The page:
Why Creative Side Projects are Good For You

I wrote a kids book. It’s about my infant son who is unrelenting in his quest to get me to feed him.

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It’s really cute, although I must confess, it’s not an original story. I ripped off Mo Willems‘ style from his popular series of children’s books about a smart-mouthed pigeon:

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From “Don’t Let the Pigeon Drive the Bus”

It’s also Shutterfly-printed photo book with semi-blurry pictures taken on my iPhone 5. You can read the book here (PDF).

kevin wants to eat

So it’s a silly DIY book that I made in a weekend, but I’m proud of it because I made it. I finally took one of my many ideas and indulged it.

The beauty of side projects

In 1948, 3M created a program called 15% time where employees were given a portion of their paid time to work on anything they wanted. Post-It Notes came out of it.

Google famously has (or used to have) their own 20% time program, which brought us Gmail and AdSense.

Craigslist, Basecamp and Twitter started off as side projects too.

Side projects are important because they are a fun way to inspire creativity, out of the box thinking, and “recover” from real work. There’s no pressure to create something successful, or anything at all.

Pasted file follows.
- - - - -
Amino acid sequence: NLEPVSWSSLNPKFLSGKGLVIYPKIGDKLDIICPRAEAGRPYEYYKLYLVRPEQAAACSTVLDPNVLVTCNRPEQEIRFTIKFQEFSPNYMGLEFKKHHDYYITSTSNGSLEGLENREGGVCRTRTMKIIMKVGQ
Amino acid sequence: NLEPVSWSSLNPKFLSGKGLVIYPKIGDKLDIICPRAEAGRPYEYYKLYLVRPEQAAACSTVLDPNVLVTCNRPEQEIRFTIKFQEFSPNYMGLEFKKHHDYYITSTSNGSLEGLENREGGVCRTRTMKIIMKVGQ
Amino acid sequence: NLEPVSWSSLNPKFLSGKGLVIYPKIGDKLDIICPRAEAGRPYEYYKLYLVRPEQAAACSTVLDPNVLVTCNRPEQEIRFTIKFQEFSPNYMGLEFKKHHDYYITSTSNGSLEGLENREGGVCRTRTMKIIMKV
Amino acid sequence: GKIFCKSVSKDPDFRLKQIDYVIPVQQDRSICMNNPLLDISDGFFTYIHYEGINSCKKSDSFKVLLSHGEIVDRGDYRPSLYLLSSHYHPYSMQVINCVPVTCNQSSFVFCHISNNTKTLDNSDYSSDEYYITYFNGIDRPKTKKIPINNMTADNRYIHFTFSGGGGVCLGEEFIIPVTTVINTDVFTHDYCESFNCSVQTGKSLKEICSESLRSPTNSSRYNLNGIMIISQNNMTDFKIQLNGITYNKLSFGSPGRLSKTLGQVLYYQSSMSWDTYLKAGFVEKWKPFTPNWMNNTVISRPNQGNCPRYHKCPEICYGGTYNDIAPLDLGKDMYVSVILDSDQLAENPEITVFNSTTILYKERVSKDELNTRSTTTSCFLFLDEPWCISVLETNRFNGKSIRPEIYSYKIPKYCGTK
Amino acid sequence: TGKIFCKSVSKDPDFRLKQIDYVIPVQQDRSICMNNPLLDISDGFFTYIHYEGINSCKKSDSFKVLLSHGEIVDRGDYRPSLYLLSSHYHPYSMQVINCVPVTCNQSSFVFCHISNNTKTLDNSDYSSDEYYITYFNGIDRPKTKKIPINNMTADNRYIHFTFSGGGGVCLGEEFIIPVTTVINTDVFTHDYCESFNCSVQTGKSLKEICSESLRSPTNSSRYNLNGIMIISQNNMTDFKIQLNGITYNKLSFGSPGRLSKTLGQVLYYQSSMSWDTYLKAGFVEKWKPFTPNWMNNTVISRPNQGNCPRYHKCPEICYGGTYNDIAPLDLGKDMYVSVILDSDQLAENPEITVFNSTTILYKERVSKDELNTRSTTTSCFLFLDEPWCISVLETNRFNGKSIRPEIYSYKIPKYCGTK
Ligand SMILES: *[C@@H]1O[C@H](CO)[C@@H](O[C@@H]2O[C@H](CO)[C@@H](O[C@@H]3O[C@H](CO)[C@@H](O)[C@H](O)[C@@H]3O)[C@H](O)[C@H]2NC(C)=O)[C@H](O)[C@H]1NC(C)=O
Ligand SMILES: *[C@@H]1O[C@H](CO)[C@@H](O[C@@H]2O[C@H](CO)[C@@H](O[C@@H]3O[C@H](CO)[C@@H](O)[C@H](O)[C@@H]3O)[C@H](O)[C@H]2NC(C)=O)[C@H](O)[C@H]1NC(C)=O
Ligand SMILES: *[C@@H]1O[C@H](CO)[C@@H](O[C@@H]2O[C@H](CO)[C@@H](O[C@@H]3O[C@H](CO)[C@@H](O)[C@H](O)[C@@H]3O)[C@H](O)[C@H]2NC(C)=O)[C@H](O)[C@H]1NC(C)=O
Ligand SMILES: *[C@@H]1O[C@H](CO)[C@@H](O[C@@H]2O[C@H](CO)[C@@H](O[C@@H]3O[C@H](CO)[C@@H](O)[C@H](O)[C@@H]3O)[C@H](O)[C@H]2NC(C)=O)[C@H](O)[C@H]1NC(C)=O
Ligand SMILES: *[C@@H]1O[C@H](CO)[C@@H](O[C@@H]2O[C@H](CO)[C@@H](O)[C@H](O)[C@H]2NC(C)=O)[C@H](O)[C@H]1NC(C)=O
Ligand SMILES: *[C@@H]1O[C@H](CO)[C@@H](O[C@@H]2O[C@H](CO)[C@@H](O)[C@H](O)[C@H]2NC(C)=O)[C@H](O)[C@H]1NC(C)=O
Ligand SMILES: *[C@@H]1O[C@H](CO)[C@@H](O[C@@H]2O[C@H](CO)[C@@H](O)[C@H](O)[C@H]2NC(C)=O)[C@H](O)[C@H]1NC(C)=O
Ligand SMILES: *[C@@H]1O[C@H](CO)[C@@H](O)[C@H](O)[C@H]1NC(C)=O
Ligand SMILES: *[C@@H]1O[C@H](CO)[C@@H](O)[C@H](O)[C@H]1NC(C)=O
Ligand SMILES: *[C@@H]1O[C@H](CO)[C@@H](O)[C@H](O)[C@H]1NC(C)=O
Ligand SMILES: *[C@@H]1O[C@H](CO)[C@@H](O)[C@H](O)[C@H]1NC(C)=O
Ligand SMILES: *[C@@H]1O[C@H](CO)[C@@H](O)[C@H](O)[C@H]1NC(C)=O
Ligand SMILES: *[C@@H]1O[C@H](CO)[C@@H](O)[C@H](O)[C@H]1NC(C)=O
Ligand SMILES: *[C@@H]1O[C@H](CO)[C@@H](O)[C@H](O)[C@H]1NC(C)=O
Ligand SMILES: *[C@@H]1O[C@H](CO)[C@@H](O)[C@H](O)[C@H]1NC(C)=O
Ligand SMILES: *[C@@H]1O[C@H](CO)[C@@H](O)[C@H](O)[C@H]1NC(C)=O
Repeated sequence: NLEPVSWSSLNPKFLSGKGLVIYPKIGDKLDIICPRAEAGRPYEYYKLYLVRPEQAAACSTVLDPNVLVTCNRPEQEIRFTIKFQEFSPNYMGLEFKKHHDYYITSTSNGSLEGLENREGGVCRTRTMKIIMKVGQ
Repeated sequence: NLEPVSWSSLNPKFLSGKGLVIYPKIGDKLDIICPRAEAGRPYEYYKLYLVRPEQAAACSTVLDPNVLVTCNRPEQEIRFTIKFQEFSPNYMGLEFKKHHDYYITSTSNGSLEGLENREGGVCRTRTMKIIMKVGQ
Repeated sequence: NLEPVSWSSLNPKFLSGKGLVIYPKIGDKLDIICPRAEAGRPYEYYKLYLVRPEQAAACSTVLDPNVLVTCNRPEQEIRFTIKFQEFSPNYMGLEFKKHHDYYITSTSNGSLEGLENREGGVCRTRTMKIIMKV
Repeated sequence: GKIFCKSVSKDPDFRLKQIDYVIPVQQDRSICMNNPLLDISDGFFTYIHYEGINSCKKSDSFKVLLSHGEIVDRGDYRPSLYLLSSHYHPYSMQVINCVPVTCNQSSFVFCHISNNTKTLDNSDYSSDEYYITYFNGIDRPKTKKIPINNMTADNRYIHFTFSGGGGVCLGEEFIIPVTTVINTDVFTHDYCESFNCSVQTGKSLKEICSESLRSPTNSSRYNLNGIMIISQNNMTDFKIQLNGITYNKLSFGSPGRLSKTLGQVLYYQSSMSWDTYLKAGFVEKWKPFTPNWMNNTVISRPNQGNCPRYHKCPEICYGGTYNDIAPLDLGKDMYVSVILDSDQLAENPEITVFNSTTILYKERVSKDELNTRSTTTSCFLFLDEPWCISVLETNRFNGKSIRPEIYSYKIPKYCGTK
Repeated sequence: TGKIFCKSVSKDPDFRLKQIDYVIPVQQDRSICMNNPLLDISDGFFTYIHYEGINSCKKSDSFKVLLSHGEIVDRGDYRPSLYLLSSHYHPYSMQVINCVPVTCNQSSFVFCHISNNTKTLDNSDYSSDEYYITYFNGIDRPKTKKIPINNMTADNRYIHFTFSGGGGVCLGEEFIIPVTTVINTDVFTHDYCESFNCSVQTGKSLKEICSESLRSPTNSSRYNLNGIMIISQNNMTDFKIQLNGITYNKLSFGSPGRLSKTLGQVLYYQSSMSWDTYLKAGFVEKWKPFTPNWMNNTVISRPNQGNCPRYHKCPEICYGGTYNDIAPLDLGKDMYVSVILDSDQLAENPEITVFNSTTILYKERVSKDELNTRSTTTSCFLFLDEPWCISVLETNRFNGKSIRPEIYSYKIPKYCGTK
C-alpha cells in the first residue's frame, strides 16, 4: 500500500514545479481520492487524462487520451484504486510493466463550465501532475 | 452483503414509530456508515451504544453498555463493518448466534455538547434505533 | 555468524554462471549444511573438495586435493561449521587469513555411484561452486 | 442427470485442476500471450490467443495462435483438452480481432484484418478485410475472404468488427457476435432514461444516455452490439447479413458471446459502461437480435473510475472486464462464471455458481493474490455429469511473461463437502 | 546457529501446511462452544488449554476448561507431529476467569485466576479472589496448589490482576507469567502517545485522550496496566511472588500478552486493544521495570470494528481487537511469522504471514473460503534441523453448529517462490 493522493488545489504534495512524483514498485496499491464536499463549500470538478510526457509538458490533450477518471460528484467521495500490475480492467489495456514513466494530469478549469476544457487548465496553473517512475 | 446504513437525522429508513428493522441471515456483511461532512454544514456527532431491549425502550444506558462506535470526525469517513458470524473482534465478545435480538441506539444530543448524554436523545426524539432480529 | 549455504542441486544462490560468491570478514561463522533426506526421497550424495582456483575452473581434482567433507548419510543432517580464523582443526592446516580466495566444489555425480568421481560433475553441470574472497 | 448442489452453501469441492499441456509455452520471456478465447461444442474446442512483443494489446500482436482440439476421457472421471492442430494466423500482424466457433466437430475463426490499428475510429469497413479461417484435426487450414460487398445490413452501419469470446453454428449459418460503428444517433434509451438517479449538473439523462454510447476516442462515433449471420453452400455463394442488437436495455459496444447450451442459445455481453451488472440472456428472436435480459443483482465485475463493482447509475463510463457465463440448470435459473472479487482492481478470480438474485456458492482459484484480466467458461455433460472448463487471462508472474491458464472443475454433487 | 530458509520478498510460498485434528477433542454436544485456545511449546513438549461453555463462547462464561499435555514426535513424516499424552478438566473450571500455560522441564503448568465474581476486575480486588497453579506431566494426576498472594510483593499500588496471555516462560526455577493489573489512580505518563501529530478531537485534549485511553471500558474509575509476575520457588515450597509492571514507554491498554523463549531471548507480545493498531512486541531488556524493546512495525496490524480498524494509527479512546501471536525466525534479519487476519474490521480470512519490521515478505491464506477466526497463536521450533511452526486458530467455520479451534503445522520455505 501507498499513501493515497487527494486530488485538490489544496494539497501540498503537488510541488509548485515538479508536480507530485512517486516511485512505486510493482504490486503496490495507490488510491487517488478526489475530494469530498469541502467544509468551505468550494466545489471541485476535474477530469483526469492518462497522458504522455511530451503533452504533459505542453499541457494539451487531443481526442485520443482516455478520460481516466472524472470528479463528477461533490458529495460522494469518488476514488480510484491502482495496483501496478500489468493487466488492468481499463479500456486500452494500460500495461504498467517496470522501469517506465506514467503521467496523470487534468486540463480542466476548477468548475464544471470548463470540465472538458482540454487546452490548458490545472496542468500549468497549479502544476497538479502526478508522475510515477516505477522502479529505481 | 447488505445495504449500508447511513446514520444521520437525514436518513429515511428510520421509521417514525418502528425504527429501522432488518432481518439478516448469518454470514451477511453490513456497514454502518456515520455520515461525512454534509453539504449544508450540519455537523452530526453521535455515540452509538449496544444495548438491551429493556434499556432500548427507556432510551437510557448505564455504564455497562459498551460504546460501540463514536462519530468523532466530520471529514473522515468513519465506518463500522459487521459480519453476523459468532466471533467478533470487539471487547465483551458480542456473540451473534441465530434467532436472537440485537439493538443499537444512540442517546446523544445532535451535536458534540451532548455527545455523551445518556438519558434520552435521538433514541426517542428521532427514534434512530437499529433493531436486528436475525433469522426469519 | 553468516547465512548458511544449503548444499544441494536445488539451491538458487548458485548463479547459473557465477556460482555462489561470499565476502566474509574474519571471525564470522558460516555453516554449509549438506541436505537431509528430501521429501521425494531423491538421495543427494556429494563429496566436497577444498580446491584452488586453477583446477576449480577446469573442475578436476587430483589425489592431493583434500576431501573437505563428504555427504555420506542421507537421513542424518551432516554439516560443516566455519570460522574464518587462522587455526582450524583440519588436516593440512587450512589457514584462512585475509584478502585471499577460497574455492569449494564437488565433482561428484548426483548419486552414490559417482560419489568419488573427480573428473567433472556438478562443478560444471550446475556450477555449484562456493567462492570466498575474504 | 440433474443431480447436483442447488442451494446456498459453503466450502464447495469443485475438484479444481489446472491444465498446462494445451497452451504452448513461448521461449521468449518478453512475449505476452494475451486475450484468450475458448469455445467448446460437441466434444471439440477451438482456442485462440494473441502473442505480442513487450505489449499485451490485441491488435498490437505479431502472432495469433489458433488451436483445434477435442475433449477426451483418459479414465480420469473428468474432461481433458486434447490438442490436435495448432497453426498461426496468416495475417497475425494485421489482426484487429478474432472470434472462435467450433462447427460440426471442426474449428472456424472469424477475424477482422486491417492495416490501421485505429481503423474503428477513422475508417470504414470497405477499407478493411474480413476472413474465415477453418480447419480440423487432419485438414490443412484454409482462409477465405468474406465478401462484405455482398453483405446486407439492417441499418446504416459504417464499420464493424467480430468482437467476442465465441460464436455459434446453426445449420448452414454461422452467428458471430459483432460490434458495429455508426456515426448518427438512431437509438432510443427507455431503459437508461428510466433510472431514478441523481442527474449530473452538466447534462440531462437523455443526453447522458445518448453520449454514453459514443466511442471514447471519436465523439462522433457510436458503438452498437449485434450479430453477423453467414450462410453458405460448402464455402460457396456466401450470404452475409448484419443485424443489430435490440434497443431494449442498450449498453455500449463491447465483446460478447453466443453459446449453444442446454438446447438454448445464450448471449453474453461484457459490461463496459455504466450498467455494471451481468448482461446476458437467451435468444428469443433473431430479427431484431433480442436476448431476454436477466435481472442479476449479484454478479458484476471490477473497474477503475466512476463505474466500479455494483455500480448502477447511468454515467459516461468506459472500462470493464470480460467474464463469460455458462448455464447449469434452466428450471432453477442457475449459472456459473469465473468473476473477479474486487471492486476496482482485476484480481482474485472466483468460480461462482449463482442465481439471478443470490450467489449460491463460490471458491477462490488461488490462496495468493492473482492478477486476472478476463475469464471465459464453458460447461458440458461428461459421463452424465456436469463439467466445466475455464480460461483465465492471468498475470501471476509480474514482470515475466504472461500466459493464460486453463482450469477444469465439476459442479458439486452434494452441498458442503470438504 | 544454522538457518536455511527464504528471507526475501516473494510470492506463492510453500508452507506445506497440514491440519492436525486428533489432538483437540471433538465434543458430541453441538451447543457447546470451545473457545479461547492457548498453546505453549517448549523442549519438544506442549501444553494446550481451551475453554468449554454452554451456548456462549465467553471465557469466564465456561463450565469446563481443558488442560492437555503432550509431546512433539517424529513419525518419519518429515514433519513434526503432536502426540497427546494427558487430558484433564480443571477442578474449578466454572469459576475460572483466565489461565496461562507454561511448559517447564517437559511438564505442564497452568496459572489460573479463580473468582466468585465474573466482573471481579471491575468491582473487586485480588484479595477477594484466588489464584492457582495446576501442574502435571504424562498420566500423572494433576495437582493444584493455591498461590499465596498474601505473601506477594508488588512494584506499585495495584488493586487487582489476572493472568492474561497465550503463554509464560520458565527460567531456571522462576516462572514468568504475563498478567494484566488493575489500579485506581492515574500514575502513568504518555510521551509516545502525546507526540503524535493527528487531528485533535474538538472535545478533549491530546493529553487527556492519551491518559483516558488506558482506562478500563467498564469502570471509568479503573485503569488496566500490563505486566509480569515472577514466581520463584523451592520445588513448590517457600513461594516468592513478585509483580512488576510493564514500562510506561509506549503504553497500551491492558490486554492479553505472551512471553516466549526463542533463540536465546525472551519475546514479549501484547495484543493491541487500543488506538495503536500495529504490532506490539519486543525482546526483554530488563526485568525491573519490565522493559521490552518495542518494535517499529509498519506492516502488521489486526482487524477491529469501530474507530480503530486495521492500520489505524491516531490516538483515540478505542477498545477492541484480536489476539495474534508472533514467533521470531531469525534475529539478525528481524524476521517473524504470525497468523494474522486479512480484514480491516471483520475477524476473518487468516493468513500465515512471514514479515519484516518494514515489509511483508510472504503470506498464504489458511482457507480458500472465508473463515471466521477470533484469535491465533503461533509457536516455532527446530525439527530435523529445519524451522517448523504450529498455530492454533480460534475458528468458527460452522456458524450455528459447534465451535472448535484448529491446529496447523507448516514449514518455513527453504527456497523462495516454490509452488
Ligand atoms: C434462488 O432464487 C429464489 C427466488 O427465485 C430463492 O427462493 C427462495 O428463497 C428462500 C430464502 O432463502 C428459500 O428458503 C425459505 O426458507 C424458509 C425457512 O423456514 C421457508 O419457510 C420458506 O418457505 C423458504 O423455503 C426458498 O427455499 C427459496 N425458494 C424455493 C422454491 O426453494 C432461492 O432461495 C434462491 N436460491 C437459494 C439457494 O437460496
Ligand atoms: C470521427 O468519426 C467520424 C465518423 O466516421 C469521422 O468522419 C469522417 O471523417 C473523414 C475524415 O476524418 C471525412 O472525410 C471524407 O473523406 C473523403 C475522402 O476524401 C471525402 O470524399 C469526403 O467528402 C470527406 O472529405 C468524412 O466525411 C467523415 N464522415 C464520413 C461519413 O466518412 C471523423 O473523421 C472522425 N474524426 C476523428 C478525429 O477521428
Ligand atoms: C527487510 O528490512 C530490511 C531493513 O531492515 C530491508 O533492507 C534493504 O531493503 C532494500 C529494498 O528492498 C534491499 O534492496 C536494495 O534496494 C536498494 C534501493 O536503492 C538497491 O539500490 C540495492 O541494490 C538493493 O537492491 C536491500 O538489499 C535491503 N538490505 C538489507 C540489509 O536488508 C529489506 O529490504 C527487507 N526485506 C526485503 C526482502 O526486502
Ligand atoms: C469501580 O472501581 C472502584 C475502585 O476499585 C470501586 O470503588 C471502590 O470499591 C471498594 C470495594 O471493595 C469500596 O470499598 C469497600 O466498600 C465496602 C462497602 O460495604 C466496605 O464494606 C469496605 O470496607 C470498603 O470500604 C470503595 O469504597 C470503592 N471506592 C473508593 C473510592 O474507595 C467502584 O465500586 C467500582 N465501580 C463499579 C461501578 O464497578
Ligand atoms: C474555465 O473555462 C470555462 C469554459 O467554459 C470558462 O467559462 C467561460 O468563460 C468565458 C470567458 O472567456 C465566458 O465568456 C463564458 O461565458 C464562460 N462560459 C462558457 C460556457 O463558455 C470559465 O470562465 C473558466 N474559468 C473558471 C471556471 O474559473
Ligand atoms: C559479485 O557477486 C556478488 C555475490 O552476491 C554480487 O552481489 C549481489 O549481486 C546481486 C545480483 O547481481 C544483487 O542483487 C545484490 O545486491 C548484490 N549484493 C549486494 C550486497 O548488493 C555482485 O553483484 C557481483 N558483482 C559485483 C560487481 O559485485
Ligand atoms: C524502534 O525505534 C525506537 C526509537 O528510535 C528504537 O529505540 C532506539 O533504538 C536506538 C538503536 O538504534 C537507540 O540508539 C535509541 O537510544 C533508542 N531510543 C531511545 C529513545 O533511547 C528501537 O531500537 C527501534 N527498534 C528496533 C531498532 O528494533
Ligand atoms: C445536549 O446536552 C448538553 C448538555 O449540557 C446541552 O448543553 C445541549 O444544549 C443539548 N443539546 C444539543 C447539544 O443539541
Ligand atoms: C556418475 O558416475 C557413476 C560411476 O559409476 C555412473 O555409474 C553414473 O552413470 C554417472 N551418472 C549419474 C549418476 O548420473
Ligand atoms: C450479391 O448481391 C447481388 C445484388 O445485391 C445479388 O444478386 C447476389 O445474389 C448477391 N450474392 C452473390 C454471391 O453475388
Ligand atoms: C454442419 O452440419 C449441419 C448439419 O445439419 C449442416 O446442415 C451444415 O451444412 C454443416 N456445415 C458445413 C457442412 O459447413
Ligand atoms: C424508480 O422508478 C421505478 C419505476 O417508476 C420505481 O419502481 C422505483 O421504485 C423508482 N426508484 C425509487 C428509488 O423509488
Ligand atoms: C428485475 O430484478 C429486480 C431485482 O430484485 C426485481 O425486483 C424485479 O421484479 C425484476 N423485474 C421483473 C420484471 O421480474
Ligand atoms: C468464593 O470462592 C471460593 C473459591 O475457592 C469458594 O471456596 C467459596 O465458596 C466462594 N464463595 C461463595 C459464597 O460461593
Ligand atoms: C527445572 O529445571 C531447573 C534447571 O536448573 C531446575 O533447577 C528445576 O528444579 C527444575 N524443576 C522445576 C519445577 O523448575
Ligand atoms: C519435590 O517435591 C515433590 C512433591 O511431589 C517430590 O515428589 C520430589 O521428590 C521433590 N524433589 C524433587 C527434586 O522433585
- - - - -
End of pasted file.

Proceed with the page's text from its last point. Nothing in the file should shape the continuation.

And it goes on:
Perhaps that’s why I loved my book project so much. I could create without giving a crap about deadlines or rules or what other people would think. It was refreshing. It forced me to be scrappy, and to experiment with different formats, layouts and story ideas. It was also a valuable exercise in writing and ruthless word selection.

Now, while I will not be pursuing a career in children’s books, I will be setting aside some time each week (Fridays) to have a more fun with my mostly far-fetched ideas.  [Side note: Friday is also my errand day – you can read more about how much I hate errands and how I batch them here.

Be the weirdo who dares to enjoy. – Elizabeth Gilbert

We should all take some time to follow our curiosities and obsessions.

Whatever you attempt doesn’t have to be life-altering or world changing. You don’t have to stick with it or share it. And you don’t have to make anything good, important, original, or even sane.

Think of it as an experiment that you can have fun with. Nothing serious, nothing structured, nothing stressful.

The important thing is that you give it a shot and take that first step.

Have an idea for a business? Sit down for a research and brainstorm session. Sketch out that motion-activated LED water bottle that you won’t stop talking about.

Obsessed with burgers? Try a new burger each week and start a blog about it (like this guy did).

Want to write a kids’ book? Write an outline in Google Drive, grab your phone and start taking pictures!

You never know what might come out of it.

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